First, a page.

Sarana’s set of eye-catching works doesn’t fall into what we know as “paintings”. These have been made using computer graphics and are digitally printed. Sarana Shrestha, who is a second-year art student at Kathmandu University School of Arts got into digital art just as a hobby at the age of 18. The lure came from the idea of being able to create a new art form, to explore and experiment. In this issue of WOW, the 20 year old artist takes us through her creative process while talking about her personal journey.
What attracted you towards digital art?
As a hobbyist, I wasn’t well aware of the digital media and digital art in general, so I mostly worked on traditional art forms. It was my friend, Saksham Shrestha who encouraged me to explore digital art. And when I did, I was extremely fascinated by the amazing artworks one could create. I was 18 years old when I started dabbling in digital art; it was later that I got serious about pursuing it as my career. I love being able to experiment and create new styles of work blending my knowledge of traditional skills. It’s fascinating, it’s efficient, and it comes with infinite possibilities.
Why do your artworks focus around K-pop groups?
I am heavily influenced by my interests. I was into K-pop and I loved art so it was inevitable that these two interests came together. I was introduced to a whole new community of like-minded artists who drew a lot of fan-art so I tagged along with the crowd. There’s definitely some sort of attachment, finding people with similar interests and working on various collaborations as well as building up an audience that appreciates such artwork. Moreover, I think that working on K-pop groups made me experiment more with realism, semi-realism, and stylised art. I was questioned a lot, people around me asking what I was going to get out of drawing Korean people, but for me, this was purely for self-satisfaction and a sense of belonging to a wider community. It also definitely helped me improve my skills.
For a generation born into technology, digital art is the natural destination. What are your thoughts…
We live in a digital world. The rise of technology in the 21st century has completely transformed how we think, create and consume art. To some extent, it may be true that the population born into an era of technological advancement may naturally be attracted towards digital art, however I believe that it differs from person to person. While one may try and experiment with digital art there’s a different feel that traditional art provides. There are so many varieties and forms to art that I think it’d be a waste to limit yourself to digital art. Taking myself and my friends as examples, I may leave the impression that I only work on digital but personally I like both digital and traditional art forms and go back and forth between the two mediums. I say that being born into technology doesn’t mean artists are restricted to digital art as their natural destination.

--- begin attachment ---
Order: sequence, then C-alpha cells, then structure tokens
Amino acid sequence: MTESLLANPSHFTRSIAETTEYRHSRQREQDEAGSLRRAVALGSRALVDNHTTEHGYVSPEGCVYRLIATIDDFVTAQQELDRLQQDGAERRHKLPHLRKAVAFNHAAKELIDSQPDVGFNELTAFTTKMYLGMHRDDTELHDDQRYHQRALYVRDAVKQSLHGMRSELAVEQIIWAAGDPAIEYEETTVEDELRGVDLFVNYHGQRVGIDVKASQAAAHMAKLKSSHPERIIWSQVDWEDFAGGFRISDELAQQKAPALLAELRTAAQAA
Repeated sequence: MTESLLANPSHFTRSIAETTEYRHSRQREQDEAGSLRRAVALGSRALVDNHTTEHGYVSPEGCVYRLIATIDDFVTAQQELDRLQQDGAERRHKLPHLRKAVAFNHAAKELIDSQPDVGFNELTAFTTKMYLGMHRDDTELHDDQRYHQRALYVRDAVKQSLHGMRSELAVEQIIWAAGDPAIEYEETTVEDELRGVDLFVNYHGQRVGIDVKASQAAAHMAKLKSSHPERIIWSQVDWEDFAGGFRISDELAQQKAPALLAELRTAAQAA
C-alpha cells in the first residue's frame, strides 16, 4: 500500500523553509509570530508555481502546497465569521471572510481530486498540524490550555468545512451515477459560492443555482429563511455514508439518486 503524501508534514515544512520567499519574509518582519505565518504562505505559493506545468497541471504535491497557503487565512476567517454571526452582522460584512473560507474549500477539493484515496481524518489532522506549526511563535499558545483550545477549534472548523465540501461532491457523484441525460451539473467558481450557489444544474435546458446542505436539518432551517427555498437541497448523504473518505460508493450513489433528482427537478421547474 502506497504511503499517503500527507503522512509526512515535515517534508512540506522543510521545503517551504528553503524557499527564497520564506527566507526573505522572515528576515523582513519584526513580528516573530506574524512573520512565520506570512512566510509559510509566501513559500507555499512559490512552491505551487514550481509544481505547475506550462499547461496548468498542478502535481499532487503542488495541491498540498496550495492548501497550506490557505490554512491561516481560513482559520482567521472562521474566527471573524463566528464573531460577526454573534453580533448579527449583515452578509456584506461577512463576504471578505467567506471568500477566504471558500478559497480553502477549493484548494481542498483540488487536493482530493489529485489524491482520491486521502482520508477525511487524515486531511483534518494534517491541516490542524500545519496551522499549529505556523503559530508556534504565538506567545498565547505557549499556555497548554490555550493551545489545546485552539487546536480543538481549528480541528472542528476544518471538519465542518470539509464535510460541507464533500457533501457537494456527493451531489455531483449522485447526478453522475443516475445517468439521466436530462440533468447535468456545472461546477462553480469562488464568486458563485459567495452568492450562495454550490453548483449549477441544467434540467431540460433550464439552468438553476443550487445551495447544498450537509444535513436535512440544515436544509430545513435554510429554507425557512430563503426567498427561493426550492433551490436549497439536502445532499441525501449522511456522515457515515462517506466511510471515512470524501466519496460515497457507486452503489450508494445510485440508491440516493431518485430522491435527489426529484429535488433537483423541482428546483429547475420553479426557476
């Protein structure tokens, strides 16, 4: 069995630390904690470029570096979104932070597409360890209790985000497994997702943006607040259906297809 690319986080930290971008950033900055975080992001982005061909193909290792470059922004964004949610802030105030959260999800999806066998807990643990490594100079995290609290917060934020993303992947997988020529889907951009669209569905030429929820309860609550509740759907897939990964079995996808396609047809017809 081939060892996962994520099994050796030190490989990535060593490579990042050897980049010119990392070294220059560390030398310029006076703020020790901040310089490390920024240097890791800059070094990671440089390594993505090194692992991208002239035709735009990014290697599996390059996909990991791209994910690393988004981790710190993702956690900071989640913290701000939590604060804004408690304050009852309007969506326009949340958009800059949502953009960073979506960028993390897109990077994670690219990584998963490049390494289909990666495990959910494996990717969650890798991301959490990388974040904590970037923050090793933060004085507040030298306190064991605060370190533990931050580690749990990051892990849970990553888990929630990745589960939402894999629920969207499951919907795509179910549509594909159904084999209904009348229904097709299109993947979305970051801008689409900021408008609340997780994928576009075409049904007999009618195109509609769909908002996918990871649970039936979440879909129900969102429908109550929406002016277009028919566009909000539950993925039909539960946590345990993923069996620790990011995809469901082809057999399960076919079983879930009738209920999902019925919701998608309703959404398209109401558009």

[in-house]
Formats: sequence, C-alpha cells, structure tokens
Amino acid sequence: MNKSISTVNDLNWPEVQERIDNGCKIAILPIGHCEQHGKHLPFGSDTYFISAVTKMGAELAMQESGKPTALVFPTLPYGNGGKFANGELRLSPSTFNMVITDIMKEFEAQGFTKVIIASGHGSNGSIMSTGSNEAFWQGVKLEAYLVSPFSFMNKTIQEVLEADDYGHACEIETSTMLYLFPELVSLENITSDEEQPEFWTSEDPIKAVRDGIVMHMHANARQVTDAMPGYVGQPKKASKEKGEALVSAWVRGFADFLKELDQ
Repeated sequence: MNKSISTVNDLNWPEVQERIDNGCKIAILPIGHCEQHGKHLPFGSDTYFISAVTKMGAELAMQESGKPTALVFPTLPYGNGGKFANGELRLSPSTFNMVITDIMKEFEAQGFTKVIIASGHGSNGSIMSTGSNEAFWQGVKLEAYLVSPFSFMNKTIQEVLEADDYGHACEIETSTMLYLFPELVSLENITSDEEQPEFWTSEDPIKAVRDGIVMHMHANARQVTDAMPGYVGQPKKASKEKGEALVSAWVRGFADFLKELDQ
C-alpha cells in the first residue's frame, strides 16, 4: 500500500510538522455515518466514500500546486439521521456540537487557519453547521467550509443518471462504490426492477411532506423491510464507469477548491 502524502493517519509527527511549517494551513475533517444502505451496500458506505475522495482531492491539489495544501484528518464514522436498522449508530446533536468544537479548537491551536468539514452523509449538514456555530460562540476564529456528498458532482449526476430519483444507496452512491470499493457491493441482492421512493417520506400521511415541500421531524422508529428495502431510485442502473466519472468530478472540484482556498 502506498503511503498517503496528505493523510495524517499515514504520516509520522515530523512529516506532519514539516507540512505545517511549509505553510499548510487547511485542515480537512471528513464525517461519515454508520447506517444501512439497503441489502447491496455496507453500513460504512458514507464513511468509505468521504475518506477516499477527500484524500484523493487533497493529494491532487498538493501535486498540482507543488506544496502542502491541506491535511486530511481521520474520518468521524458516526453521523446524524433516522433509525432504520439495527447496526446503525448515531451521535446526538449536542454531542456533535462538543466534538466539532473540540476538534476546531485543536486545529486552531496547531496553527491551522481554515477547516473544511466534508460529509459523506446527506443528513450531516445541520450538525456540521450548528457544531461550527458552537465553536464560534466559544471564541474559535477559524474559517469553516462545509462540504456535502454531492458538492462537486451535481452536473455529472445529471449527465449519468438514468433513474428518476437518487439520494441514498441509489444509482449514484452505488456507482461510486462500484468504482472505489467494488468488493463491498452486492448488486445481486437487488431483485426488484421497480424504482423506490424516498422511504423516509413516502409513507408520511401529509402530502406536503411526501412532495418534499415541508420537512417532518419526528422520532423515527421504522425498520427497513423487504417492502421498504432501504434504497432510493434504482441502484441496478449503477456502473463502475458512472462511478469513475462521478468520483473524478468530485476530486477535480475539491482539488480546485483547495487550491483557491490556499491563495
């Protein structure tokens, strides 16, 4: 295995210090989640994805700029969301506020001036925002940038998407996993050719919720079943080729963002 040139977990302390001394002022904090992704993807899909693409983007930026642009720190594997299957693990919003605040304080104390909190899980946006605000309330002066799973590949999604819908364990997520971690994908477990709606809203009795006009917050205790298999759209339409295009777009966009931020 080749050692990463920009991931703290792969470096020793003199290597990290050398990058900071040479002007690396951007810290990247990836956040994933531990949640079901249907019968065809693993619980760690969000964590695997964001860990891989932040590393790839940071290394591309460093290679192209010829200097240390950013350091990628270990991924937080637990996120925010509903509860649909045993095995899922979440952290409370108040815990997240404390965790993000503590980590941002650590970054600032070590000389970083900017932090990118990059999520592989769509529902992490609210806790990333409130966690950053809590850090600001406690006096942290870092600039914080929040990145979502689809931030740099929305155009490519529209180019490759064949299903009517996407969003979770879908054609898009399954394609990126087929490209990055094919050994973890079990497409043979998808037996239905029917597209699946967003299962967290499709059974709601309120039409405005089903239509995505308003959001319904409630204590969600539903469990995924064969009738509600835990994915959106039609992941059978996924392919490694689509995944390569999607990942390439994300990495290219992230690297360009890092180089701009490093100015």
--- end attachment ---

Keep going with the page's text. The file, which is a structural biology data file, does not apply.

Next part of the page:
How creative is digital art as a medium?
Usually when people think of art, traditional medium such as pencil drawings and paintings are some of the first forms of art that come to mind. Art can get as creative as one can get. Art that is created digitally is becoming more widely used and accepted. Despite this, many people debate that anything created in a digital format is not considered art or is less creative. However, creating artwork in a digital form provides endless possibilities for creativity, starting from digital art, illustration, image manipulation, animation, and so on. It also allows experiencing the combined benefits of both digital and traditional art tools. The key element is being able to use pen, pencils and paint as well as to easily undo, move and create and delete layers. There are no boundaries to how creative one can get using a tool, digital can be just as creative as traditional art, and in some places even better like hyperrealism is also possible for some artists. What we should take into consideration is that creativity comes from the person and not just the medium.
Is digital art a different genre or substitute for traditional art?
Digital art is needless to say a different genre rather than a substitute. Although digital art has been making its mark in the digital age, it will not be a substitute or a replacement for traditional art, especially in the fine art world. Also, there is obviously a huge gap in how digital and traditional art is valued. While digital is being widely used throughout the world, the discovery or rise of a new medium does not mean that the old mediums cease to exist. Throughout history, artists have used various tools and mediums to create art; similarly digital art is a new tool for creating art.